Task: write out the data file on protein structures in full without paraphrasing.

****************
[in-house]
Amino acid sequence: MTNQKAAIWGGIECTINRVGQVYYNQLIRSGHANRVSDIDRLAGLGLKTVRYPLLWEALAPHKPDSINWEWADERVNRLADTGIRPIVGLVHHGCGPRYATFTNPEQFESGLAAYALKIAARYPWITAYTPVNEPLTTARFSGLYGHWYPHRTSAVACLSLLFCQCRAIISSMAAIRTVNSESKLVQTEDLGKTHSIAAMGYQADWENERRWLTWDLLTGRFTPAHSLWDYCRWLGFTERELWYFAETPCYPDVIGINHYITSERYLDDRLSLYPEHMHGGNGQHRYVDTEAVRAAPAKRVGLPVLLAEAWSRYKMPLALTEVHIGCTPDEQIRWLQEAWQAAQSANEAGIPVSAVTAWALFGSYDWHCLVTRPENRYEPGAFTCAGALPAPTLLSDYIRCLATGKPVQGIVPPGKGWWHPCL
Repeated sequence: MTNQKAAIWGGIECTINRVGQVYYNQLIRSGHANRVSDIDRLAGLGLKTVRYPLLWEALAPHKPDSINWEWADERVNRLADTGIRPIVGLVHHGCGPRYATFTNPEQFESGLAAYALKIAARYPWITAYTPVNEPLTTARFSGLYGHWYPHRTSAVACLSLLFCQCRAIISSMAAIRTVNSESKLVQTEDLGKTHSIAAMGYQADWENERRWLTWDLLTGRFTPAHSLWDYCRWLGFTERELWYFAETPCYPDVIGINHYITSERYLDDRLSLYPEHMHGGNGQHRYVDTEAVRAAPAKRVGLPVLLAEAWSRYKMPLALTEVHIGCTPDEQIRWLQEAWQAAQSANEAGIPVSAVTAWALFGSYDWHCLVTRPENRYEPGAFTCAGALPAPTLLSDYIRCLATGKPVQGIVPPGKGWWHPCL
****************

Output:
[in-house]
Amino acid sequence: MTNQKAAIWGGIECTINRVGQVYYNQLIRSGHANRVSDIDRLAGLGLKTVRYPLLWEALAPHKPDSINWEWADERVNRLADTGIRPIVGLVHHGCGPRYATFTNPEQFESGLAAYALKIAARYPWITAYTPVNEPLTTARFSGLYGHWYPHRTSAVACLSLLFCQCRAIISSMAAIRTVNSESKLVQTEDLGKTHSIAAMGYQADWENERRWLTWDLLTGRFTPAHSLWDYCRWLGFTERELWYFAETPCYPDVIGINHYITSERYLDDRLSLYPEHMHGGNGQHRYVDTEAVRAAPAKRVGLPVLLAEAWSRYKMPLALTEVHIGCTPDEQIRWLQEAWQAAQSANEAGIPVSAVTAWALFGSYDWHCLVTRPENRYEPGAFTCAGALPAPTLLSDYIRCLATGKPVQGIVPPGKGWWHPCL
Repeated sequence: MTNQKAAIWGGIECTINRVGQVYYNQLIRSGHANRVSDIDRLAGLGLKTVRYPLLWEALAPHKPDSINWEWADERVNRLADTGIRPIVGLVHHGCGPRYATFTNPEQFESGLAAYALKIAARYPWITAYTPVNEPLTTARFSGLYGHWYPHRTSAVACLSLLFCQCRAIISSMAAIRTVNSESKLVQTEDLGKTHSIAAMGYQADWENERRWLTWDLLTGRFTPAHSLWDYCRWLGFTERELWYFAETPCYPDVIGINHYITSERYLDDRLSLYPEHMHGGNGQHRYVDTEAVRAAPAKRVGLPVLLAEAWSRYKMPLALTEVHIGCTPDEQIRWLQEAWQAAQSANEAGIPVSAVTAWALFGSYDWHCLVTRPENRYEPGAFTCAGALPAPTLLSDYIRCLATGKPVQGIVPPGKGWWHPCL